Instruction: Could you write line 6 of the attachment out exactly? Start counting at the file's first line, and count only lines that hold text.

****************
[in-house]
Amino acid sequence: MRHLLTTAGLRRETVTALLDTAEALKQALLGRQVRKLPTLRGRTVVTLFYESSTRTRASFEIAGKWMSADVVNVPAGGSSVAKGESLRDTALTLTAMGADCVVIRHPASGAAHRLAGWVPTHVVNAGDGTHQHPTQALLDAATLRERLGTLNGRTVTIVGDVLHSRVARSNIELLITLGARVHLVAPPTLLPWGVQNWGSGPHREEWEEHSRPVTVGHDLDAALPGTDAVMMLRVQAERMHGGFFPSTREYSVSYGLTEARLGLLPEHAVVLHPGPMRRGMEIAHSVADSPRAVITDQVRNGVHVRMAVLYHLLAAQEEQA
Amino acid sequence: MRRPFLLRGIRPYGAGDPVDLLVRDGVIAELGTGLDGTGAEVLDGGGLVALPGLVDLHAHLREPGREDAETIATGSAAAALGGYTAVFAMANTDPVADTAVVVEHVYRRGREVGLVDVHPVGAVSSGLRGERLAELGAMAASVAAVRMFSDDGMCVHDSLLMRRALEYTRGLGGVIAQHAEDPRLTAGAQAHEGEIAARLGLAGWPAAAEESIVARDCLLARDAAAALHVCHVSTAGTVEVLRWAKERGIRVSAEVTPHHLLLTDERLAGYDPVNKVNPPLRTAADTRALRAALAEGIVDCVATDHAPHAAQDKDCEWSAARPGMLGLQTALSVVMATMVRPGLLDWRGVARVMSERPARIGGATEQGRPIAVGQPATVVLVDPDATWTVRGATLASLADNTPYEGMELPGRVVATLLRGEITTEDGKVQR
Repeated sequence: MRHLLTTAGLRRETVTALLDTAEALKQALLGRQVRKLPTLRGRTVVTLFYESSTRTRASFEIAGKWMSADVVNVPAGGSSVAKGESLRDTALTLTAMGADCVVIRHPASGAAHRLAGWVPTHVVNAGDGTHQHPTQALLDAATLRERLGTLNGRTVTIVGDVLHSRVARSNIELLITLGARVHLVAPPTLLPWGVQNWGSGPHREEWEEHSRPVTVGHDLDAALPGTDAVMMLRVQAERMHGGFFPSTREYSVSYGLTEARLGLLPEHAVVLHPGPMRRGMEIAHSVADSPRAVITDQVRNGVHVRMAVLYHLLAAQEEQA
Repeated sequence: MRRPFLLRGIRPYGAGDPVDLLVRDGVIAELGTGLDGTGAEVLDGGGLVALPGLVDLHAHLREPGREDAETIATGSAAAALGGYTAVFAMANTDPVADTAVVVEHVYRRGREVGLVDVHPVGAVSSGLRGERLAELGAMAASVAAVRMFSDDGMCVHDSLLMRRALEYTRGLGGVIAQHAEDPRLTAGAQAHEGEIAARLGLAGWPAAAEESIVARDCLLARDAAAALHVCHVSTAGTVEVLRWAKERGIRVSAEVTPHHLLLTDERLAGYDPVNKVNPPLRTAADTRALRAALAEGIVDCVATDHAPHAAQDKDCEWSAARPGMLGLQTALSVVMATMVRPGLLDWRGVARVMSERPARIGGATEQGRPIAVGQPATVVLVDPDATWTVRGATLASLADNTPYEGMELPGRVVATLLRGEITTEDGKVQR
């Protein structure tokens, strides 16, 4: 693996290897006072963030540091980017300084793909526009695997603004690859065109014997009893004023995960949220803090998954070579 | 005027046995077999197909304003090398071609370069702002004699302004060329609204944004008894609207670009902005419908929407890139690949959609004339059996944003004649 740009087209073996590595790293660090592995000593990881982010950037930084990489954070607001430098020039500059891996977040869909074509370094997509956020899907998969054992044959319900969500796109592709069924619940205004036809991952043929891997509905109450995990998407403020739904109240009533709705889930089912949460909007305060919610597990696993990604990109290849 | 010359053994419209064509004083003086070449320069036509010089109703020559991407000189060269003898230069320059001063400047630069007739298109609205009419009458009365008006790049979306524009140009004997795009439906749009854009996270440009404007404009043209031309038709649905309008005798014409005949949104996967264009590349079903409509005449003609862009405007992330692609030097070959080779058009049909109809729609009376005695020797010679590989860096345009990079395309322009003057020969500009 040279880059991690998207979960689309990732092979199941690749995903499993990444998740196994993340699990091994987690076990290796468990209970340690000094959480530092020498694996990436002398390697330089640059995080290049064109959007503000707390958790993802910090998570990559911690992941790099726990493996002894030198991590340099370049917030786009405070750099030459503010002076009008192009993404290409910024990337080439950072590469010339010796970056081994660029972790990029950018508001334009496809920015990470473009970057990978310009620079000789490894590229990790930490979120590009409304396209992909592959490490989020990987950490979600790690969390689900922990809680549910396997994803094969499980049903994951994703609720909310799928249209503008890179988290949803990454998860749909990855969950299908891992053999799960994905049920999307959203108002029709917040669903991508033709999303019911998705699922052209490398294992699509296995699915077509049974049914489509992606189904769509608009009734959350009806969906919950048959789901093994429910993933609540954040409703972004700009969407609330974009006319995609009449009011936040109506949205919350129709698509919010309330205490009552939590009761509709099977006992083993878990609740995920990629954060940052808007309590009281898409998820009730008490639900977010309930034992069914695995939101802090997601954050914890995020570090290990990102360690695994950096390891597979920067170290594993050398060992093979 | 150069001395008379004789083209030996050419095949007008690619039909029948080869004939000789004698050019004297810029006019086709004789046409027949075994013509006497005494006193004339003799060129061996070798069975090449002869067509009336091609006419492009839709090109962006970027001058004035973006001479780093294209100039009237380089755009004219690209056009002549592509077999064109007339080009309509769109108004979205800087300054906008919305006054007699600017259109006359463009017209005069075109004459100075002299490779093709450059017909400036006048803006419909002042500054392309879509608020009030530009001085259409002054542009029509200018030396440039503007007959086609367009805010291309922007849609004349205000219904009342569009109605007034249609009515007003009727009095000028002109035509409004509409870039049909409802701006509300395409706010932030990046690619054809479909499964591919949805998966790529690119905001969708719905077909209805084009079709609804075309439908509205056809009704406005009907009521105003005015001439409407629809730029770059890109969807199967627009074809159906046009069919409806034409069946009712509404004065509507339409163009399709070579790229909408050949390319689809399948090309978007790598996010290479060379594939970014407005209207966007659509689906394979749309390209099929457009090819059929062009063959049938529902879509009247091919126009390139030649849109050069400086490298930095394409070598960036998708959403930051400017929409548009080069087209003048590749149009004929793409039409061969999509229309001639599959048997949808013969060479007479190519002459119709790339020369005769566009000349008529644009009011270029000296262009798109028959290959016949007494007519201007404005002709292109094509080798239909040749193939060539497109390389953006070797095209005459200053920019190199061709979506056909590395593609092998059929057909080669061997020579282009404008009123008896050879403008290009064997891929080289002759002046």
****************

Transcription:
């Protein structure tokens, strides 16, 4: 693996290897006072963030540091980017300084793909526009695997603004690859065109014997009893004023995960949220803090998954070579 | 005027046995077999197909304003090398071609370069702002004699302004060329609204944004008894609207670009902005419908929407890139690949959609004339059996944003004649 740009087209073996590595790293660090592995000593990881982010950037930084990489954070607001430098020039500059891996977040869909074509370094997509956020899907998969054992044959319900969500796109592709069924619940205004036809991952043929891997509905109450995990998407403020739904109240009533709705889930089912949460909007305060919610597990696993990604990109290849 | 010359053994419209064509004083003086070449320069036509010089109703020559991407000189060269003898230069320059001063400047630069007739298109609205009419009458009365008006790049979306524009140009004997795009439906749009854009996270440009404007404009043209031309038709649905309008005798014409005949949104996967264009590349079903409509005449003609862009405007992330692609030097070959080779058009049909109809729609009376005695020797010679590989860096345009990079395309322009003057020969500009 040279880059991690998207979960689309990732092979199941690749995903499993990444998740196994993340699990091994987690076990290796468990209970340690000094959480530092020498694996990436002398390697330089640059995080290049064109959007503000707390958790993802910090998570990559911690992941790099726990493996002894030198991590340099370049917030786009405070750099030459503010002076009008192009993404290409910024990337080439950072590469010339010796970056081994660029972790990029950018508001334009496809920015990470473009970057990978310009620079000789490894590229990790930490979120590009409304396209992909592959490490989020990987950490979600790690969390689900922990809680549910396997994803094969499980049903994951994703609720909310799928249209503008890179988290949803990454998860749909990855969950299908891992053999799960994905049920999307959203108002029709917040669903991508033709999303019911998705699922052209490398294992699509296995699915077509049974049914489509992606189904769509608009009734959350009806969906919950048959789901093994429910993933609540954040409703972004700009969407609330974009006319995609009449009011936040109506949205919350129709698509919010309330205490009552939590009761509709099977006992083993878990609740995920990629954060940052808007309590009281898409998820009730008490639900977010309930034992069914695995939101802090997601954050914890995020570090290990990102360690695994950096390891597979920067170290594993050398060992093979 | 150069001395008379004789083209030996050419095949007008690619039909029948080869004939000789004698050019004297810029006019086709004789046409027949075994013509006497005494006193004339003799060129061996070798069975090449002869067509009336091609006419492009839709090109962006970027001058004035973006001479780093294209100039009237380089755009004219690209056009002549592509077999064109007339080009309509769109108004979205800087300054906008919305006054007699600017259109006359463009017209005069075109004459100075002299490779093709450059017909400036006048803006419909002042500054392309879509608020009030530009001085259409002054542009029509200018030396440039503007007959086609367009805010291309922007849609004349205000219904009342569009109605007034249609009515007003009727009095000028002109035509409004509409870039049909409802701006509300395409706010932030990046690619054809479909499964591919949805998966790529690119905001969708719905077909209805084009079709609804075309439908509205056809009704406005009907009521105003005015001439409407629809730029770059890109969807199967627009074809159906046009069919409806034409069946009712509404004065509507339409163009399709070579790229909408050949390319689809399948090309978007790598996010290479060379594939970014407005209207966007659509689906394979749309390209099929457009090819059929062009063959049938529902879509009247091919126009390139030649849109050069400086490298930095394409070598960036998708959403930051400017929409548009080069087209003048590749149009004929793409039409061969999509229309001639599959048997949808013969060479007479190519002459119709790339020369005769566009000349008529644009009011270029000296262009798109028959290959016949007494007519201007404005002709292109094509080798239909040749193939060539497109390389953006070797095209005459200053920019190199061709979506056909590395593609092998059929057909080669061997020579282009404008009123008896050879403008290009064997891929080289002759002046």